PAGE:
Monday, October 18, 2010

Life is Possible Without “Dead Aid” A Lesson from Ngarenaro Community.

Most development projects in Tanzania especially those which are community based are donor dependent. Even where the national policies and laws indicate the willingness of the government to support community based projects; nothing is implemented in the national budget by using government revenue. For example generally, all community based wildlife and forest management projects area funded by donor agencies like Africare, African Wildlife foundation (AWF), World Wide Fund for Nature (WWF), Danish Hunters Association (DHA) and Frunkfut Zoological Society (FZS) among others. Others are supported by local NGOs like TFCG, WCST and MJUMITA, which depend entirely on donor funded projects. This provides evidence that if our policies and laws are not made by donors (former colonialists), the government formulate them, and sit down or sleep fo-fo-fo… and wait for Wazungus/Wakoloni to come to implement them. Such tendency has built a general nonsensical policy of dependency among most Tanzanians that ‘we can’t’.

Independency Vs Dependency; ‘Setlife’ Vs ‘Sisitiza Mazingira’ Groups. Lesson from YETs Field Visits.

Most Tanzania’s community development projects are entirely left on the brains of foreign donors (our former colonialists). This starts from researching and analyzing the problems, developing solutions and funds for implementing them. Almost all infrastructure development projects, health and other social development projects and natural resources and environmental conservation projects are dependent on foreign donors. Does it mean that Tanzanians (including elites from universities) cannot even identify their own problems?

“Consolation” should never be Treated as “Compensation”! (Lesson from wildlife conservation act 2009)

Communities living adjacent to wildlife protected areas of Tanzania have been the victims of crop raiding and destruction, livestock and human killing and habitat destruction by wildlife, since the introduction of wildlife protected areas regulations, during colonial rule, up to date. Under effective collaboration with NGOs, CSOs, and humanitarian organizations their major claim to the State has been compensation for the destructions, especially for the lost crops, livestock or relatives, sons and daughters. The government and its wildlife conservation agencies have been resisting by providing weak and shocking reason that, to give compensation is difficult. For example the government has been holding that, it is difficult to value and compensate for the lost human life! This is never a good reason to come with the slogan of “no compensation”. If we can’t estimate the value of human life, is it reasonable to give it zero value??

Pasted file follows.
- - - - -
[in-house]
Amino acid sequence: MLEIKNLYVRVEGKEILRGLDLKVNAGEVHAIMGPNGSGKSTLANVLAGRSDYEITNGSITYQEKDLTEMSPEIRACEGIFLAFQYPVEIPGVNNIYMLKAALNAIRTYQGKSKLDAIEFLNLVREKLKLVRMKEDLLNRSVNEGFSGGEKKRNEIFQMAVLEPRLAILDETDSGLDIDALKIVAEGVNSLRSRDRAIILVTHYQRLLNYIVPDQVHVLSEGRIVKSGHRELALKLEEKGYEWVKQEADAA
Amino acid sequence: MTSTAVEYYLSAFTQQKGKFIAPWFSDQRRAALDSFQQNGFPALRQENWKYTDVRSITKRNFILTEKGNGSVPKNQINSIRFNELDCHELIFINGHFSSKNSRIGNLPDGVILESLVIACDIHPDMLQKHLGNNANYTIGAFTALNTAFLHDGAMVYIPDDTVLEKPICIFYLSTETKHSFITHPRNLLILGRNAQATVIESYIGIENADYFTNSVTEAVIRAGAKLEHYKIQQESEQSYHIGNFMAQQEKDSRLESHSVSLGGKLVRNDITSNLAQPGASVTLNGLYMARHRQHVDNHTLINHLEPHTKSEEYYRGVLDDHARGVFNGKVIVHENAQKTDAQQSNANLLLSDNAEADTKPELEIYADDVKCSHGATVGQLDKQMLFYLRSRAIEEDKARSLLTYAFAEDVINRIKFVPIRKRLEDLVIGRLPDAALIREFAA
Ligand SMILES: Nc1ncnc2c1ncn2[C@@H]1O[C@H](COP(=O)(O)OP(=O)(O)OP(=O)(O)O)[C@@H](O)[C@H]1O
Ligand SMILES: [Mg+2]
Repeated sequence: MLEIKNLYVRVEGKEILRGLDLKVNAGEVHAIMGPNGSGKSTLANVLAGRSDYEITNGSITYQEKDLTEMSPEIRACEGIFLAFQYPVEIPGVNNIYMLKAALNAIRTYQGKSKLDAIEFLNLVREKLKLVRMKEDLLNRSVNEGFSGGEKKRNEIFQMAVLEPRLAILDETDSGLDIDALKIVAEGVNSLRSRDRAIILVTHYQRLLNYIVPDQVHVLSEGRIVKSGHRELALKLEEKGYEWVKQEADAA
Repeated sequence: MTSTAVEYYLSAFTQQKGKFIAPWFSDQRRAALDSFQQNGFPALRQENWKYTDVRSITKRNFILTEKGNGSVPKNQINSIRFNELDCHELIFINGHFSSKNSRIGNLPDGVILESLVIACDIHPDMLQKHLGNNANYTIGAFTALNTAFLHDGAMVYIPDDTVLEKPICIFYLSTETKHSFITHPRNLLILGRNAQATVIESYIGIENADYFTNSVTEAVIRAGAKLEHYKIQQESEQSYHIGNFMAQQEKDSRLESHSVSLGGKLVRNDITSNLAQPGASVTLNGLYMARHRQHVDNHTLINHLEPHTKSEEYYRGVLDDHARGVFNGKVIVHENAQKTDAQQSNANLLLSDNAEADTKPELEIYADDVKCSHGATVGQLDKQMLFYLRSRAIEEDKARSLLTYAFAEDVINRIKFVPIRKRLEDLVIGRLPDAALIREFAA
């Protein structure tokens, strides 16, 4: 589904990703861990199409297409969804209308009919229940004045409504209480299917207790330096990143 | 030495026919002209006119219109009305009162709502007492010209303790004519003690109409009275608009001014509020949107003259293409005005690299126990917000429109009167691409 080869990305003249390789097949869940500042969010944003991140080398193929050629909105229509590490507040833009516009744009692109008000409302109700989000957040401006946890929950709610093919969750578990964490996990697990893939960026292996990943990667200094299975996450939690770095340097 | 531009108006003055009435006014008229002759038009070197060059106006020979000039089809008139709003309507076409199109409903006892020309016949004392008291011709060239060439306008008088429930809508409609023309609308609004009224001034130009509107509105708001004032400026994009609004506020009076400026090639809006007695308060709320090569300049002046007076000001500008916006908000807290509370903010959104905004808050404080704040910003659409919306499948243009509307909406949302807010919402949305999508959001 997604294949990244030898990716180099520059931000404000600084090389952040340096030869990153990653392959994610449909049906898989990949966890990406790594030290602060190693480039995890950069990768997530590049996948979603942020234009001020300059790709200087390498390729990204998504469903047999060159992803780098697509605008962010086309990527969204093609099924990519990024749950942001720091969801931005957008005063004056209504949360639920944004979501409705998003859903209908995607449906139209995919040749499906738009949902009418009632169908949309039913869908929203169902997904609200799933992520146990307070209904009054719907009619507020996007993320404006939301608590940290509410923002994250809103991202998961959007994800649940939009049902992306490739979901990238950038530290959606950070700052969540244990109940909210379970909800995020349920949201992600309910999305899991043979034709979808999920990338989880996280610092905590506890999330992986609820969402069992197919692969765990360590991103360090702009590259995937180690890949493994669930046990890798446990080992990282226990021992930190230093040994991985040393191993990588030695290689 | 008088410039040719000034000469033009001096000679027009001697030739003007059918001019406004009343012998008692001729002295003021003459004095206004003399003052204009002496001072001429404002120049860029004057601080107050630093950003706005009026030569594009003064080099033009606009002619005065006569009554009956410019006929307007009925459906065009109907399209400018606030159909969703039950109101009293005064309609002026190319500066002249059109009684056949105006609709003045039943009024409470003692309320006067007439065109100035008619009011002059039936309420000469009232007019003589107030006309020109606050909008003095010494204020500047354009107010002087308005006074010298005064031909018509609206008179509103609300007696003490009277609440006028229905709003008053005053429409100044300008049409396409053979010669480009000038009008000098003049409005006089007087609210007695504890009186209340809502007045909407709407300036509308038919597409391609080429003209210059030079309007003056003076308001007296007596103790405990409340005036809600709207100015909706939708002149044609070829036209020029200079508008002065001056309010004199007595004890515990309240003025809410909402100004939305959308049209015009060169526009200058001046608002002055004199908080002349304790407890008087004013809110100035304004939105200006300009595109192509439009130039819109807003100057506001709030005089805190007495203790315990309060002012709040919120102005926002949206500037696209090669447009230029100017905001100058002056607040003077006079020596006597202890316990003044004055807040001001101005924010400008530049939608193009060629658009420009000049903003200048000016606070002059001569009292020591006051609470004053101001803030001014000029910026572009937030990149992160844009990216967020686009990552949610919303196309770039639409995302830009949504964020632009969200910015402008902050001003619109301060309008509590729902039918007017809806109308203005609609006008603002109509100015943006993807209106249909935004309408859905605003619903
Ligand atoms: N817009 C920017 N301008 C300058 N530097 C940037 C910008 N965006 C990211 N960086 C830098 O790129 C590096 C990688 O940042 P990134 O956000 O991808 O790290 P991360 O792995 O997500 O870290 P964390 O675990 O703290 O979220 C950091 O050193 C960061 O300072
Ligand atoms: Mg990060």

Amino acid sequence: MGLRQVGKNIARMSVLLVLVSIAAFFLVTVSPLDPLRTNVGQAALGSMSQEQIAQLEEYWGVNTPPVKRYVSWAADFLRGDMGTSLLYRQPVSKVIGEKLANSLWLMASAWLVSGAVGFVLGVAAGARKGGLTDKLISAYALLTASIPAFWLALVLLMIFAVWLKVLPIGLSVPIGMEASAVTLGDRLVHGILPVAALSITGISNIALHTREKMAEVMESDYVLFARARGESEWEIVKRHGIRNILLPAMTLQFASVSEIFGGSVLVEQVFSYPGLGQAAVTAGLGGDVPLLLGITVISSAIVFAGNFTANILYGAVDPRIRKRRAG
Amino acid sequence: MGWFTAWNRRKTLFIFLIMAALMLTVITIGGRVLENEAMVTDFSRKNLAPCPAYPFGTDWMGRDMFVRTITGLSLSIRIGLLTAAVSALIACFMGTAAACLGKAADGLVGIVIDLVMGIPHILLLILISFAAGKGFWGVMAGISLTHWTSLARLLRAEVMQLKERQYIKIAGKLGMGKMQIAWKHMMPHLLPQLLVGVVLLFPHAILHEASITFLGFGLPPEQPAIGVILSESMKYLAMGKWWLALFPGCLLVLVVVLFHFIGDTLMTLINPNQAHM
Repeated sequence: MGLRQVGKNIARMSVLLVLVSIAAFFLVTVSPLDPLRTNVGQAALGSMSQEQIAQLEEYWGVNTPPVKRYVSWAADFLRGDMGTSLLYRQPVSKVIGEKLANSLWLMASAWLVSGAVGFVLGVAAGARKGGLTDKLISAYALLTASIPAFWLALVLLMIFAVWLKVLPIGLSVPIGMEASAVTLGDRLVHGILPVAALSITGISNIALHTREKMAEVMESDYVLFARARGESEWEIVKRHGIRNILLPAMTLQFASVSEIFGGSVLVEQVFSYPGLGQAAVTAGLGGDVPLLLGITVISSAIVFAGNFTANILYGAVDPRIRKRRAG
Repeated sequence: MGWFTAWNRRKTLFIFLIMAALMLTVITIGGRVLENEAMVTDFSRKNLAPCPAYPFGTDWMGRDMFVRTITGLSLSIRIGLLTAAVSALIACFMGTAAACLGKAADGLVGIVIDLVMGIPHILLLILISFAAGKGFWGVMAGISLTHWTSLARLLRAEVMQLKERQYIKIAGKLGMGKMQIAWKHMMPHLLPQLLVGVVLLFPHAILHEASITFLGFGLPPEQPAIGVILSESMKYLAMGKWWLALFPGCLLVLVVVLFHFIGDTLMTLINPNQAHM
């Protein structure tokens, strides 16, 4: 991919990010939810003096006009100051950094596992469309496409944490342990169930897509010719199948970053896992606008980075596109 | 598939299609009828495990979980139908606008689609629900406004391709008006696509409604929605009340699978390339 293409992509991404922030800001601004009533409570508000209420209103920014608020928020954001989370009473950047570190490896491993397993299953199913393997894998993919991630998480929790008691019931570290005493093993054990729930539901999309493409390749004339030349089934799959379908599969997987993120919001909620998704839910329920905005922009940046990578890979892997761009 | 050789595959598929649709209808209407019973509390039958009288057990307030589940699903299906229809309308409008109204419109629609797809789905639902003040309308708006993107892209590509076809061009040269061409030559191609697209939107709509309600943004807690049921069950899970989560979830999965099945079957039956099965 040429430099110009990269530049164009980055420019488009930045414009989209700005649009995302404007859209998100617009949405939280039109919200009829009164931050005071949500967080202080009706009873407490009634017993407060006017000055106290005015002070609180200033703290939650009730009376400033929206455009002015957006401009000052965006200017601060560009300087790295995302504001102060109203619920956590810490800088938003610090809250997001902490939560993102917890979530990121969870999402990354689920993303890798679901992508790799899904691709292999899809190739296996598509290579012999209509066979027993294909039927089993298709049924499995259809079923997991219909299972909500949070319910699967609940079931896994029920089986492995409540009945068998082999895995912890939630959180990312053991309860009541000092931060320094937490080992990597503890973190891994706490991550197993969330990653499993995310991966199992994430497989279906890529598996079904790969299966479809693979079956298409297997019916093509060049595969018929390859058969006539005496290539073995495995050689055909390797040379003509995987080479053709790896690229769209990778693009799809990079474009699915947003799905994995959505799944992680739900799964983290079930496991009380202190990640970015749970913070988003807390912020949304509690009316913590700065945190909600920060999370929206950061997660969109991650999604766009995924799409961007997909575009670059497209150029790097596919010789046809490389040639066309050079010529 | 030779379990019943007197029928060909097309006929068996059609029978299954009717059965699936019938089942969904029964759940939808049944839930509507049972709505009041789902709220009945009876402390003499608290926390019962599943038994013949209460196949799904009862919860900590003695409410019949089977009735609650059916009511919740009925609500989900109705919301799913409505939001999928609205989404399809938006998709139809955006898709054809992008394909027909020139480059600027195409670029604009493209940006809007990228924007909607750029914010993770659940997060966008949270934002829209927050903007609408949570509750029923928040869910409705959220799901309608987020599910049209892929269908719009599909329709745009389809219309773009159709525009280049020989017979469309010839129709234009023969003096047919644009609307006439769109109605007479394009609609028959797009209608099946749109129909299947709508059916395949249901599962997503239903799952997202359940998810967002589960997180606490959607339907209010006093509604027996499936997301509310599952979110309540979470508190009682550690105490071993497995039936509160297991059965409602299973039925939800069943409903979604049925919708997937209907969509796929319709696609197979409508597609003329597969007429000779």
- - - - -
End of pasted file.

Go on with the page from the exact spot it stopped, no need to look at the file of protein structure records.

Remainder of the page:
Biofuels: An Open Road to Starvation and Enslavement

For the past few years, agrofuels have rapidly emerged as a major issue in agriculture sector.
Development, energy policy, and natural resource management. Growing demand for agrofuels is being driven by recent high oil prices, energy security concerns, and global climate change and the need to shift into clean utilization of our natural resources. In Tanzania, there has been a growing interest from foreign private investors in establishing agrofuels projects since 2000, Since then, now we are having more than 40 foreign companies in the country investing in the agrofuels differing in implementation modalities. Few companies for instance Diligent in Arusha promote ‘outgrowers’ by letting the community use their land to cultivate jatropha and they buy seed from them. Others compete and acquire like Sun Biofuel in Kisarawe and Bioshape in Kilwa Masoko to mention few, acquire big land and implement the project themselves.

Biofuels are broadly defined as liquid, solid or gaseous fuels that are predominantly or exclusively produced from biomass. The main types of biofuels